13-Year-Old Invents Clean Energy Device That Costs Just $5
By Amanda Froelich Truth Theory
What were you doing when you were 13-years-old? Most people were likely reading or adventuring outdoors. While Maanasa Mendu certainly does that, much of her time is spent developing clean technology which can harness green energy.
Recently, Mendu won the grand prize in the Discovery Education 3M Young Scientist Challenge for inventing cost-effective “solar leaves” which create energy. Not only did she win the title of America’s Top Young Scientist, she received $25,000 for her efforts.
The Ohio-based resident invented leaves specifically for developing areas in need of cheaper power sources. Each costs just $5 to make. Reportedly, she wanted to find a cheaper way to produce clean energy after visiting India. There, she saw people lacking access to basic necessities, including clean water and electricity.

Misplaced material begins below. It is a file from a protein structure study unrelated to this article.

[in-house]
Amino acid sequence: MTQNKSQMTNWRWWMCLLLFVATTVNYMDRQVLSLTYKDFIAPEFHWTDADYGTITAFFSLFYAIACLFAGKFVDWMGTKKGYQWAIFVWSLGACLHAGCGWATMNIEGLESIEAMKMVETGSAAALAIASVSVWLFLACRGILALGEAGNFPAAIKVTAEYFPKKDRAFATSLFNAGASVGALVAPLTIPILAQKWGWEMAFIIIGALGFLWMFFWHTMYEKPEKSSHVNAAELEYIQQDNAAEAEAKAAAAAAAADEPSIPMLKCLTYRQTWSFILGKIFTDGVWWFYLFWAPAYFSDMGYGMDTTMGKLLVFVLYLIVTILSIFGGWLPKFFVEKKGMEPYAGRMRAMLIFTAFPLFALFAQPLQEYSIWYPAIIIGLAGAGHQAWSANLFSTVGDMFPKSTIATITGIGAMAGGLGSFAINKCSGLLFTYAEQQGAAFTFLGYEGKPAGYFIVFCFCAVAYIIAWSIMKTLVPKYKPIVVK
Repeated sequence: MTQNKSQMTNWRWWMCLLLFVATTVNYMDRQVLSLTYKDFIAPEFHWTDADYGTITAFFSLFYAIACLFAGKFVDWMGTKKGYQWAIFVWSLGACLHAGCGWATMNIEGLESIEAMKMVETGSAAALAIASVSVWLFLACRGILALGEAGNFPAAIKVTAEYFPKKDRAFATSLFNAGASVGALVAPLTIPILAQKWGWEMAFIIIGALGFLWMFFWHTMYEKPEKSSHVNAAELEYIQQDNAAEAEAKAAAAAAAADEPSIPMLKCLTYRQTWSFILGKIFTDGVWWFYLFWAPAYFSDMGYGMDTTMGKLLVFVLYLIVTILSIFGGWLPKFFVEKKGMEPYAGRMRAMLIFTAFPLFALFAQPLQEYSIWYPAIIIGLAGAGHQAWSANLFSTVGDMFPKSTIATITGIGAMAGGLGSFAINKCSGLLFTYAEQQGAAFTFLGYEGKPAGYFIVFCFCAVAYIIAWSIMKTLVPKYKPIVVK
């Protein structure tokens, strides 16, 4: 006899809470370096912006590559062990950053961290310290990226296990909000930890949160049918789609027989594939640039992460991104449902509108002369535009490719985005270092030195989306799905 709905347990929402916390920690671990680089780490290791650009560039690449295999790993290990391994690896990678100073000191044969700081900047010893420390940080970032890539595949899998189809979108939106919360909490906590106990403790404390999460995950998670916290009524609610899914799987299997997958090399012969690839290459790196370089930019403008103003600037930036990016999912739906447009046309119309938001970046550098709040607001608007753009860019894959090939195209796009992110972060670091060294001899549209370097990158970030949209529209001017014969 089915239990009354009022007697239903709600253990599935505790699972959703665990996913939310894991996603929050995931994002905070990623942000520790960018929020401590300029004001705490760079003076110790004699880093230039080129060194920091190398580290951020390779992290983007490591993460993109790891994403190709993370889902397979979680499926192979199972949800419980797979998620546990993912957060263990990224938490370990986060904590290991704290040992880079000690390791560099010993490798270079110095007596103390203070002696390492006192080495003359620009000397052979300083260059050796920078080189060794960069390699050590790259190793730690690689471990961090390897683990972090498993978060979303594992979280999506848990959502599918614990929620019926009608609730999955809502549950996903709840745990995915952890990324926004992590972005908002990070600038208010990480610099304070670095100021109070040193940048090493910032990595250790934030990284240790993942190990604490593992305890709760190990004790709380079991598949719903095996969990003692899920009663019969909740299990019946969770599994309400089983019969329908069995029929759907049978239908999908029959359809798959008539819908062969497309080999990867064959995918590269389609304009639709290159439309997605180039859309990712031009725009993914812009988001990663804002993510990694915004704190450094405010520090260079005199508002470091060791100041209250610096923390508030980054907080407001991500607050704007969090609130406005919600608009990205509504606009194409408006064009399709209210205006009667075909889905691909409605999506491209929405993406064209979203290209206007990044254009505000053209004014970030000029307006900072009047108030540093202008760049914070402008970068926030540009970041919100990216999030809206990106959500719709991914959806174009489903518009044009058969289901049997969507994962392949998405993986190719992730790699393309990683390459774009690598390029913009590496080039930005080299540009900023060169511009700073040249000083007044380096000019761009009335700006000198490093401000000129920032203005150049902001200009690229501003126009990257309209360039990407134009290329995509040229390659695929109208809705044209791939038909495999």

For three months, Mendu and nine other finalists worked on their projects with the aid of mentors provided by 3M. Her original intention as to harness only wind energy. That changed over time, however. When the 13-year-old first entered the competition, this is what her project looked like:
After working with her mentor, Margauz Mitera, she decided to broaden the design. Drawing inspiration from how plants function, Chengo developed solar leaves that harness vibrational energy. The leaves pick up energy from precipitation, wind and even sunlight by using a solar cell and piezoelectric material. All are transformed into usable energy.
Months of hard work resulted in the following product:
Now that the competition is over, the pre-teen is ambitious to develop the prototype further. She wants to conduct more tests so that one day, it can be made available commercially.
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